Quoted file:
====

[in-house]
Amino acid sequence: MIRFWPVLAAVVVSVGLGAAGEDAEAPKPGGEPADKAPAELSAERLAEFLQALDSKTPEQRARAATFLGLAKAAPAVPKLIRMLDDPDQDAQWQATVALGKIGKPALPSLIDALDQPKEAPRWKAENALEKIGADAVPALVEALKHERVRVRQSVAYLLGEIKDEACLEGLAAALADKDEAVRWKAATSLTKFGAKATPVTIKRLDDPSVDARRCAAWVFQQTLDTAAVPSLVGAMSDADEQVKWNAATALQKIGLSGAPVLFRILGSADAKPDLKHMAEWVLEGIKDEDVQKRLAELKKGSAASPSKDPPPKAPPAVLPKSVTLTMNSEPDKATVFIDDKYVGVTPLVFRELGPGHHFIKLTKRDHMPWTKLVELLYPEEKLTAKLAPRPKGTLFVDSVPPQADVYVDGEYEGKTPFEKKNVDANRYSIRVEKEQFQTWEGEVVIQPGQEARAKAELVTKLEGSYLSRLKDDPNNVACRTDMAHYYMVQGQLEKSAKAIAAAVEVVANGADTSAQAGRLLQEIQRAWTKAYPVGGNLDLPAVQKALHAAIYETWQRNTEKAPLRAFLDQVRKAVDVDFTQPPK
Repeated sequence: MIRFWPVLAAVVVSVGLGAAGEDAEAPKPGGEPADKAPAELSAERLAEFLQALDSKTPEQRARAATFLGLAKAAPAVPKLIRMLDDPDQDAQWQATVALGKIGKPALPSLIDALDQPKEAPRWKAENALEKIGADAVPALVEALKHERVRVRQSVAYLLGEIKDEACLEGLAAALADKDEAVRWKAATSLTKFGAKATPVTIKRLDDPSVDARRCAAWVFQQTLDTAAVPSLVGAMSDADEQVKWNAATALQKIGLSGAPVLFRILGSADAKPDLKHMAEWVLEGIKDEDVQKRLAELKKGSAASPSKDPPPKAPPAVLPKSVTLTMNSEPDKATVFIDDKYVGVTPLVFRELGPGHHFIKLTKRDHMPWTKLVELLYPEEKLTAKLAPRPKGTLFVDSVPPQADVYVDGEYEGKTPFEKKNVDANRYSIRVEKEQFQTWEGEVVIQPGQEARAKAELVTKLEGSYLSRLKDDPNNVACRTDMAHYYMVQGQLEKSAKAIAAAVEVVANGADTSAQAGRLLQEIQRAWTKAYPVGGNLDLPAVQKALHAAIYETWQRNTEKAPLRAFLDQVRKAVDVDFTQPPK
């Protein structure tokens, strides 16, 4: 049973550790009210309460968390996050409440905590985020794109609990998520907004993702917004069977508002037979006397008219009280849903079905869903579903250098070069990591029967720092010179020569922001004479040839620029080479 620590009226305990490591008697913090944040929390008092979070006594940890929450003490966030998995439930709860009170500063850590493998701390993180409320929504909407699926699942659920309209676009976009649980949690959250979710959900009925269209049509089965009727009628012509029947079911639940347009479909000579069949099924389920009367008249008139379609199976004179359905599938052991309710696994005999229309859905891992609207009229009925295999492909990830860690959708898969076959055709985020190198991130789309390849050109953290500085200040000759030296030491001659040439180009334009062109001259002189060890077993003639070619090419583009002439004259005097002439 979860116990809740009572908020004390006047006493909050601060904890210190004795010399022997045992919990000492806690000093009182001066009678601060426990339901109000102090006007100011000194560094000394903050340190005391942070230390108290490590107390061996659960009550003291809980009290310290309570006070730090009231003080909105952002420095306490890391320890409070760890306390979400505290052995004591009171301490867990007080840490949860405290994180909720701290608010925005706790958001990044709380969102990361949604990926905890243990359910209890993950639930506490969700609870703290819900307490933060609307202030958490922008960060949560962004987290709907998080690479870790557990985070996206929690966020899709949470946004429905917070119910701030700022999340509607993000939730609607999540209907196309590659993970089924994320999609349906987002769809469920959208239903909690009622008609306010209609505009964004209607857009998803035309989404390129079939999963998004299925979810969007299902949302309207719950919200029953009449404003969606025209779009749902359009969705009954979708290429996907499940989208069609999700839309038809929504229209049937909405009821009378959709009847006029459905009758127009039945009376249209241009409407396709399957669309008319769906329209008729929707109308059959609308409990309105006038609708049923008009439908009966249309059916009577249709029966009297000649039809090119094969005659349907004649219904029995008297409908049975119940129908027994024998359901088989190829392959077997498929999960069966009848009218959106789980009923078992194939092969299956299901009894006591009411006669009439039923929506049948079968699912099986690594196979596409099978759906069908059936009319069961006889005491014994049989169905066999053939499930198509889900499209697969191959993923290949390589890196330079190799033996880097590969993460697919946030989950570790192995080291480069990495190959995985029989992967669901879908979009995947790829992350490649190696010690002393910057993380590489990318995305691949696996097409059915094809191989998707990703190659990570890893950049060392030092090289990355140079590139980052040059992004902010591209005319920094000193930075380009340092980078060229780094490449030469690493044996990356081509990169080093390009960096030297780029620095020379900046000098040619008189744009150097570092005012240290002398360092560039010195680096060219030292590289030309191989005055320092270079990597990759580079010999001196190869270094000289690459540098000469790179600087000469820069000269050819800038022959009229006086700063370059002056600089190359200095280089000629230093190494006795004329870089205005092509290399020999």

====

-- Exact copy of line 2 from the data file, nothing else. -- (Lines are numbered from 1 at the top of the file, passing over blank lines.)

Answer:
Amino acid sequence: MIRFWPVLAAVVVSVGLGAAGEDAEAPKPGGEPADKAPAELSAERLAEFLQALDSKTPEQRARAATFLGLAKAAPAVPKLIRMLDDPDQDAQWQATVALGKIGKPALPSLIDALDQPKEAPRWKAENALEKIGADAVPALVEALKHERVRVRQSVAYLLGEIKDEACLEGLAAALADKDEAVRWKAATSLTKFGAKATPVTIKRLDDPSVDARRCAAWVFQQTLDTAAVPSLVGAMSDADEQVKWNAATALQKIGLSGAPVLFRILGSADAKPDLKHMAEWVLEGIKDEDVQKRLAELKKGSAASPSKDPPPKAPPAVLPKSVTLTMNSEPDKATVFIDDKYVGVTPLVFRELGPGHHFIKLTKRDHMPWTKLVELLYPEEKLTAKLAPRPKGTLFVDSVPPQADVYVDGEYEGKTPFEKKNVDANRYSIRVEKEQFQTWEGEVVIQPGQEARAKAELVTKLEGSYLSRLKDDPNNVACRTDMAHYYMVQGQLEKSAKAIAAAVEVVANGADTSAQAGRLLQEIQRAWTKAYPVGGNLDLPAVQKALHAAIYETWQRNTEKAPLRAFLDQVRKAVDVDFTQPPK